If I had listened to initial reviews I would have made a U-turn on Highway and x-ed out the best Indian film I have seen for a long time! Anyone I talked to had apparently a problem with the anticipated May-December love between Alia Bhatt and Randeep Hooda. I am not so keen on those stark seasonal discrepancies either, but once you watch the movie you will understand that this isn’t your gardenvariety romance.
Soon-to-be-wed Veera (brilliantly acted by Alia Bhatt, who’s instantly moved to the top of my favorite new female actors list), born into wealth and status, is nursing deep wounds from a past she is trying to suppress. She pledges with her fiancee to elope and settle for a simple life style, where she imagines herself being a wife who lives very modestly amidst nature, cooking with devotion a simple meal for her husband.
Beware what you wish for! How so often in life, our dreams sometimes get fulfilled with an unexpected twist. Being, she gets the chance to live that way for a short period of time and under circumstances neither desired or imagined. She is being kidnapped right off the spot, being at the wrong time in the wrong place. A gas station in the suburbs of Delhi is just getting robbed, she becomes the hostage. This wasn’t planned, neither by her or by her kidnapper Mahabir (Randeep Hooda), who finds himself in the situation of needing to escape fast.. Randeep gives a powerful performance as the illiterate and simple bandit, victimized himself by an abusive father. Little we learn about his circumstances, but enough to understand his plight in a life of hardship and violence.
So, everybody who has seen the movie is trying to rationalize the strange bond of these two main characters, who are thrown at each other randomly, and call it Stockholm syndrome. Veera, the captive and the criminal Mahabir, who didn’t realize that he had abducted a high profile family girl and now runs for his life, with her in tow. Luckily for us, the journey takes us through the magnificent landscapes and villages of Rajasthan, Punjab, Kashmir. We travel with them on one of the colorful, poetically run-down trucks you can ONLY find in India. I myself don’t want the journey to end, immersed in those awe inspiring landscapes, rugged snow-covered mountains.
After a first failed attempt to escape her kidnappers, Veera resigns herself. She realizes that her captors are at the end just some poor wretched souls. except for one, who leaves very fast after waiting for an opportune moment to rape Veera but gets caught by Mahadir in the nick of time.
She experiences a sense of safety in Mahadir’s presence. charming your captor is a common survival technique. Maybe that’s what she is trying to do in the beginning. She teases, and laughs, and bounces around, uninhibited. Mahadir is unable to read this complex human being. It’s beyond him that she ceases to be afraid. He is a one dimensional thinker. Everything is either black or white in his world, until Veera starts disassembling him, piece by piece. Layer by layer. As she starts revealing to him what man has done to her, and not just man, but family. Not just incest but cover-up, abandonment, Mahadir starts realizing that pain and suffering isn’t class-bound. It’s a difficult concept for him to understand maybe. For him life is a struggle between the rich and the poor. He resents wealth on existential grounds. Initially she is just a problem he needs to solve fast. As she is opening up to him he gradually becomes her protector.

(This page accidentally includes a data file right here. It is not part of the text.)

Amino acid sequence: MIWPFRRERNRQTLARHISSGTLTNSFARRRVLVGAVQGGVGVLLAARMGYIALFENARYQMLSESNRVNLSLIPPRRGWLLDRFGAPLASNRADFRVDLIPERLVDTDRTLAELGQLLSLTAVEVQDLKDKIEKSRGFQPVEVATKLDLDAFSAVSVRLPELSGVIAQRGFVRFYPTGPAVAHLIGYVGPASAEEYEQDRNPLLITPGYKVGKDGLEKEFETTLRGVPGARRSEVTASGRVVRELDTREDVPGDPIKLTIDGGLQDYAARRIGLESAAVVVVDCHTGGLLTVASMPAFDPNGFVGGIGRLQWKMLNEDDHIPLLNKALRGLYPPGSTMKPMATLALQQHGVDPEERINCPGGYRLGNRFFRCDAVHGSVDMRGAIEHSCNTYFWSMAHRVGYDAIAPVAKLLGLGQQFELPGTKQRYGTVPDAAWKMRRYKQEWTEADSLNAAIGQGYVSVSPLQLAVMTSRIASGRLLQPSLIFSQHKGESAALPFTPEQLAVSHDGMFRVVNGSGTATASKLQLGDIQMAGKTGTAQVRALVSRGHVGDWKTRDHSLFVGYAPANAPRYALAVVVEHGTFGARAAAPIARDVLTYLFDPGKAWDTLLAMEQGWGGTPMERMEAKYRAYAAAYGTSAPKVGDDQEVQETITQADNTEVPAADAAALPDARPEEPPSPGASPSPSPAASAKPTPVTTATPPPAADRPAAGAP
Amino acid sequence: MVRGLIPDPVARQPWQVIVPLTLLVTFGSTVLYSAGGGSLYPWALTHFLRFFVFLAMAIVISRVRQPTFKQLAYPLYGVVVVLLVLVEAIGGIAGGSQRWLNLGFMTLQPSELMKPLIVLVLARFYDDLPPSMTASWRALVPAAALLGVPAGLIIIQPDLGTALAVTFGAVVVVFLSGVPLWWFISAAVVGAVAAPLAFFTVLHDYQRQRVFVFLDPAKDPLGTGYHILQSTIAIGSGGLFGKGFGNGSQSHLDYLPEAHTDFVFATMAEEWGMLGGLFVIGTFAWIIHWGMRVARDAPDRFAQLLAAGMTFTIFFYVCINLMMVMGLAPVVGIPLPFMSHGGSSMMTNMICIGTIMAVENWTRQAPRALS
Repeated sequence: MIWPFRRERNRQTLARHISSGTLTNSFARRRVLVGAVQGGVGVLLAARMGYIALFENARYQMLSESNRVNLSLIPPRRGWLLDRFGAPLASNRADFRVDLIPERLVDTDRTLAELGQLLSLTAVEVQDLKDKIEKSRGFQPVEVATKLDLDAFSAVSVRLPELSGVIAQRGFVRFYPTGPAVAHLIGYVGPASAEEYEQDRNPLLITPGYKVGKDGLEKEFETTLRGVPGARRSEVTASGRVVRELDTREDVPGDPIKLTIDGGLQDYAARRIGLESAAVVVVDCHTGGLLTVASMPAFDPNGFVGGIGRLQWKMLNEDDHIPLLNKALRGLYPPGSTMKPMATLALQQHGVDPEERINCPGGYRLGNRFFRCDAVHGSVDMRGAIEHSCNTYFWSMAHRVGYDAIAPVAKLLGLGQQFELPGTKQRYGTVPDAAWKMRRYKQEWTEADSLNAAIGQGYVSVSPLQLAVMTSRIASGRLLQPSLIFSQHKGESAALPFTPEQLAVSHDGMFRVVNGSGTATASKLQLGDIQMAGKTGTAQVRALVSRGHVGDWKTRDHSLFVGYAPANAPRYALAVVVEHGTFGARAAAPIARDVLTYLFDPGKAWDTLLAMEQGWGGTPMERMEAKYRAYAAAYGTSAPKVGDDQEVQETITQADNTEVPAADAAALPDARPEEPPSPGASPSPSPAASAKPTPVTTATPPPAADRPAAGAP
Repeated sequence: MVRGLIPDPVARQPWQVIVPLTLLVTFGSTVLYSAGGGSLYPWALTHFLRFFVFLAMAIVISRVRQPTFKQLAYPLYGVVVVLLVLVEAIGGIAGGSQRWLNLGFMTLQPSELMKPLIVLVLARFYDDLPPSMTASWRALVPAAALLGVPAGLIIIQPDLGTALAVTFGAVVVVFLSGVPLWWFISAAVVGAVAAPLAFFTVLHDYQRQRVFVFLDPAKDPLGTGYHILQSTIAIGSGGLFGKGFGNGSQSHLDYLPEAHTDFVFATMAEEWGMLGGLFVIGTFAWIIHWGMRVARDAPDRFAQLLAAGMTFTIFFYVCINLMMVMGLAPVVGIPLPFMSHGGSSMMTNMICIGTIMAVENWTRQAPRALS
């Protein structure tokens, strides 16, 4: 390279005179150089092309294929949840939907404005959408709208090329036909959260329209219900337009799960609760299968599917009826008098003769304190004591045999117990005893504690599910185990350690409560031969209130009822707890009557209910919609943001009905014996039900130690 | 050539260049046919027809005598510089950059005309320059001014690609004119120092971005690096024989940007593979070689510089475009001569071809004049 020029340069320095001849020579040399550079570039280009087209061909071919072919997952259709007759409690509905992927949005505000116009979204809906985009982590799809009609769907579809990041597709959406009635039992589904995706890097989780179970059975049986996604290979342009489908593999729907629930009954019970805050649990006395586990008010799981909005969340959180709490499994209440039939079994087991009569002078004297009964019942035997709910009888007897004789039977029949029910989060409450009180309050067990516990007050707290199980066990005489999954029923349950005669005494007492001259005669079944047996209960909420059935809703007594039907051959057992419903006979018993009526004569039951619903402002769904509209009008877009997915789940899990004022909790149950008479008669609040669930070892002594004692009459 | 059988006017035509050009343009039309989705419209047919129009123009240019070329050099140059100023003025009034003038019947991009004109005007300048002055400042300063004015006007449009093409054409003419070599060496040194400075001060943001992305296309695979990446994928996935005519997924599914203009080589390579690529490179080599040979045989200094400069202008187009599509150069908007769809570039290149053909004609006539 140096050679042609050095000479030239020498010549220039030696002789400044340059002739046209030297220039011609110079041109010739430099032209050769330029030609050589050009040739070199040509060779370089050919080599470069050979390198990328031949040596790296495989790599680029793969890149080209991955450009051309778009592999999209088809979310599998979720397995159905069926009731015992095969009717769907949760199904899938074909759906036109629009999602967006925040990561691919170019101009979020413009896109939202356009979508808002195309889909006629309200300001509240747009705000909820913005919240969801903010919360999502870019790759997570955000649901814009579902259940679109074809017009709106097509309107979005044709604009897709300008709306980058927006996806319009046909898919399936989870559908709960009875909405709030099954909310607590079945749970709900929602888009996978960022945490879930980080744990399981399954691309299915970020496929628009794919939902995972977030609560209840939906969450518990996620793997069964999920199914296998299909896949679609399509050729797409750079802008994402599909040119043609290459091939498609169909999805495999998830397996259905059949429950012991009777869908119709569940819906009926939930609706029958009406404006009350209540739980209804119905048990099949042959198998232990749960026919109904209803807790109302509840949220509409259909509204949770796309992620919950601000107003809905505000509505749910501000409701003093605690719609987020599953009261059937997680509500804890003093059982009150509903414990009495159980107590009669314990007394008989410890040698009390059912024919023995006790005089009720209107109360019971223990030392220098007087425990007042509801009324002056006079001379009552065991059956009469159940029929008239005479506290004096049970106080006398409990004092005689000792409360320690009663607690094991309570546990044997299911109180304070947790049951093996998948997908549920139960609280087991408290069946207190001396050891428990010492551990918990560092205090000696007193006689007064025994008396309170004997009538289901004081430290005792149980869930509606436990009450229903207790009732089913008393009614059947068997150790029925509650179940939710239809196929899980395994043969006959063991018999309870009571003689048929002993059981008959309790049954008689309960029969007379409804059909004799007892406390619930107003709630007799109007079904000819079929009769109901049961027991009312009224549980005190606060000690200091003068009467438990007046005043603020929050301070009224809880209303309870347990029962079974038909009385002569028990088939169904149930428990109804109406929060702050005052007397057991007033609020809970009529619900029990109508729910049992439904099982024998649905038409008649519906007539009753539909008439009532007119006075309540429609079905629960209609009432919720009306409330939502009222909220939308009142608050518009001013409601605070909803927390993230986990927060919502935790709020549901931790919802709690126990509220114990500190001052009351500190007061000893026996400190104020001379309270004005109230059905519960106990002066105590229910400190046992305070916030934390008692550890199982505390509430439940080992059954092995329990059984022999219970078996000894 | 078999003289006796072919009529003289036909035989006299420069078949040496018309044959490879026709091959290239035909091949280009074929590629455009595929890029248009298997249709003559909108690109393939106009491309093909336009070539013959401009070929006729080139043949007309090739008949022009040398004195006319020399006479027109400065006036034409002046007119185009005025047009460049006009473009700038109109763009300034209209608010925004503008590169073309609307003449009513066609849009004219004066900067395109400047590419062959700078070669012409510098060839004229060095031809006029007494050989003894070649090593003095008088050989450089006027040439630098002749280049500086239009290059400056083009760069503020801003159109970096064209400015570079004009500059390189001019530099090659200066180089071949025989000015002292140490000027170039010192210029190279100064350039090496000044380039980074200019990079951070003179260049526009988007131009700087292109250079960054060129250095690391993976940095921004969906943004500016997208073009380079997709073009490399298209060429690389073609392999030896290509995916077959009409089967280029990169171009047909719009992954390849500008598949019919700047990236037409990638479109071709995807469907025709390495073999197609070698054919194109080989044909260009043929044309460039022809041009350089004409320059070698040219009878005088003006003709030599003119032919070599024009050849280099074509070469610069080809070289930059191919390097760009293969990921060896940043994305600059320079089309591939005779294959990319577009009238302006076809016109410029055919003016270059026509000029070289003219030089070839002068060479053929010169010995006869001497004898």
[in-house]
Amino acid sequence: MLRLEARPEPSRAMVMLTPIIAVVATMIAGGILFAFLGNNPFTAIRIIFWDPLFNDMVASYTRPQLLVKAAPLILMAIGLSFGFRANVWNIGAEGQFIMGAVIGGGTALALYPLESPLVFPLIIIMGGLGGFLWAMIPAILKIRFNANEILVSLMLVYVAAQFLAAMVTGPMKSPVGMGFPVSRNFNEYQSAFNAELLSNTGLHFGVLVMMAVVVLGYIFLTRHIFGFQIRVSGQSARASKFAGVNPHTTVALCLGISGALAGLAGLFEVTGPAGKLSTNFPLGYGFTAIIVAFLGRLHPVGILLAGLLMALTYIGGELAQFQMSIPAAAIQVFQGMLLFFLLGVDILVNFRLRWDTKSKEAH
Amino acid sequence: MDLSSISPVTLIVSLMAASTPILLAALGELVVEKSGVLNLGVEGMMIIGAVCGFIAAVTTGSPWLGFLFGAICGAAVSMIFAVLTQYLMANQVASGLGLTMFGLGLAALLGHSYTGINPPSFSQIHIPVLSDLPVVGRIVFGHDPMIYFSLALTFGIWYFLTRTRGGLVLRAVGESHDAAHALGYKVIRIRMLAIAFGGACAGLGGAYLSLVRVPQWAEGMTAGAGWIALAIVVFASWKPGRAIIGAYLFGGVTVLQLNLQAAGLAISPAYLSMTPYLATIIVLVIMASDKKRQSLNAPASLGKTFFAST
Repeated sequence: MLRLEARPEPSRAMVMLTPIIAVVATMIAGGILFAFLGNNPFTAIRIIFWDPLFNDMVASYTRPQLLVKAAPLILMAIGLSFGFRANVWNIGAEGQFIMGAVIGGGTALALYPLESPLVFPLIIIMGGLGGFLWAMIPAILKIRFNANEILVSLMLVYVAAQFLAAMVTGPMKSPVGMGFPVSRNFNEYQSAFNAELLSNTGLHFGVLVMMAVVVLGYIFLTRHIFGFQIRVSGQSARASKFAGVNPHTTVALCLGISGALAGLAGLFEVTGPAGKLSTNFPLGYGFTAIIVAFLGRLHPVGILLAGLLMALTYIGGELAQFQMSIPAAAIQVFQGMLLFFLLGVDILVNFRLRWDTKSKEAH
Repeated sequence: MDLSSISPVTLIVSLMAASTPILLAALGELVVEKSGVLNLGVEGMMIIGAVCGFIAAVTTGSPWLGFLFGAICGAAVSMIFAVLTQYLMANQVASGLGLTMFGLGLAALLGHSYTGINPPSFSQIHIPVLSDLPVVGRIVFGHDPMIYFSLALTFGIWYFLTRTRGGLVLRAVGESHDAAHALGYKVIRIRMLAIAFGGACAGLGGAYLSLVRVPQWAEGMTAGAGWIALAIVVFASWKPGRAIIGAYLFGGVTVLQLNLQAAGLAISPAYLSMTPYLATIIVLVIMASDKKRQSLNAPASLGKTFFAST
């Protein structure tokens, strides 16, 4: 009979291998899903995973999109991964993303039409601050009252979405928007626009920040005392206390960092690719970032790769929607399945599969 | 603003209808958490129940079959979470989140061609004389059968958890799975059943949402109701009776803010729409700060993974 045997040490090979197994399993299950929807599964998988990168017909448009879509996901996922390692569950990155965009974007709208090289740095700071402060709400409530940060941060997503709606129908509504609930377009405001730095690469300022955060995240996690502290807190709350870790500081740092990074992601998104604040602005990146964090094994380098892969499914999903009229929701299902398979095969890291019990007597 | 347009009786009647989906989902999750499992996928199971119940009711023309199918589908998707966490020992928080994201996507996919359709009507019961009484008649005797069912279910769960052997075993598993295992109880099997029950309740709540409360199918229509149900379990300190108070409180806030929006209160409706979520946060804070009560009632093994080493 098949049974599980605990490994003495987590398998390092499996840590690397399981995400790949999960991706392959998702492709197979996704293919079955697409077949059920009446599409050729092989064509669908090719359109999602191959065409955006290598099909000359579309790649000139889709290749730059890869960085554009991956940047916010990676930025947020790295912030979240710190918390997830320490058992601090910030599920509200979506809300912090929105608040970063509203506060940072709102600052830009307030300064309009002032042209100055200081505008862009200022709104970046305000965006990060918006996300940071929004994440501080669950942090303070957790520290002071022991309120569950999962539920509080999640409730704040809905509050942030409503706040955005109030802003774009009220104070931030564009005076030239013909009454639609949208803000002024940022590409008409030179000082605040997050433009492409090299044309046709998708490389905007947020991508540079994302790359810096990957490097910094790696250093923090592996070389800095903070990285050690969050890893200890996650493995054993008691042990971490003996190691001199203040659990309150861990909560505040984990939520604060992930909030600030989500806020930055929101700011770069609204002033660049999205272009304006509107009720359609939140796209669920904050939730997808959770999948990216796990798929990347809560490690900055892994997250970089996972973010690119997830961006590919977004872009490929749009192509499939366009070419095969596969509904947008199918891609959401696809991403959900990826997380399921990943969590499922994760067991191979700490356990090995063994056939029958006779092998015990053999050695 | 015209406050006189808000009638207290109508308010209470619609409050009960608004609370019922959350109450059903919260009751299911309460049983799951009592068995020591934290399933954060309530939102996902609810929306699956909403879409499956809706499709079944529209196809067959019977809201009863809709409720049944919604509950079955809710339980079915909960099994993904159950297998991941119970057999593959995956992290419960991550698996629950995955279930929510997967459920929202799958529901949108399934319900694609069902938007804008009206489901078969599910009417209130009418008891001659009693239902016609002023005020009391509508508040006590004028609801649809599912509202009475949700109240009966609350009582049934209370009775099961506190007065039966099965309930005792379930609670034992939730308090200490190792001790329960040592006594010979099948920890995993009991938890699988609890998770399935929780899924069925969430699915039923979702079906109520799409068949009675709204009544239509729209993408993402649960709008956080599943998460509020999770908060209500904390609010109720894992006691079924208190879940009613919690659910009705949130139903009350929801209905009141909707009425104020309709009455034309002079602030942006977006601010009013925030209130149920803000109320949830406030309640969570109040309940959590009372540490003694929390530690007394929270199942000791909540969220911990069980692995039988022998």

She comes to realize that the dangers and demons lived in her midst, and those perceived outside her world, were actually kinder and protective of her than her own family ever was.
As for the so called romance in this movie, her kidnapper Mahadir could have been hundred years old and have a wooden leg! Mahadir was the first person Veera ever confided to (besides her mother, who in her learned helplessness was unable to perform her motherly duty in protecting her child, for whatever reasons). And that should be a movie in itself! Mahadir never crosses the line of decency and it redeems him, not that it erases his own past, but he discovers his humanity through Veera.
This movie is all about healing, how to survive and move past violence and insults and biases. It touches you deep in your soul. The ending is the only appropriate ending one can think of. So the movie leaves you with a soft smile and tears in your eyes.
I cannot say enough about the heartfelt performances of both Alia Bhatt, as well as Randeep Hooda. I always liked him a lot, but I never realized what kind of an acting caliber he possesses, after seeing him in more commercial films that made him only look cool and sexy in a rugged way.
Imitiaz Ali, what can I say, he has done it again! Rockstar, Jab We Met, Socha Na Tha, Ahista Ahista..These are some of my alltime favorite Indian movies. He is a genius! :-)
Last not least, a word about the supporting cast. Often in Indian films, supporting cast members are not given much attention and hate to say it, but often they tend to be really bad. There was a nice balance in this movie. No one ruined it. :-) Kudos to Durgesh Kumar, Pradeep Nagar, and Saharsh Kumar Shukla.
Music. Not too much, not too little. A.R. Rahman. How can you go wrong? I loved the soundtrack and will definitely buy it.
This movie is a rare gem. It is deep as it is beautiful. The images and emotions it evokes are haunting. It resonates just on every level. The characters linger with you for a long long time.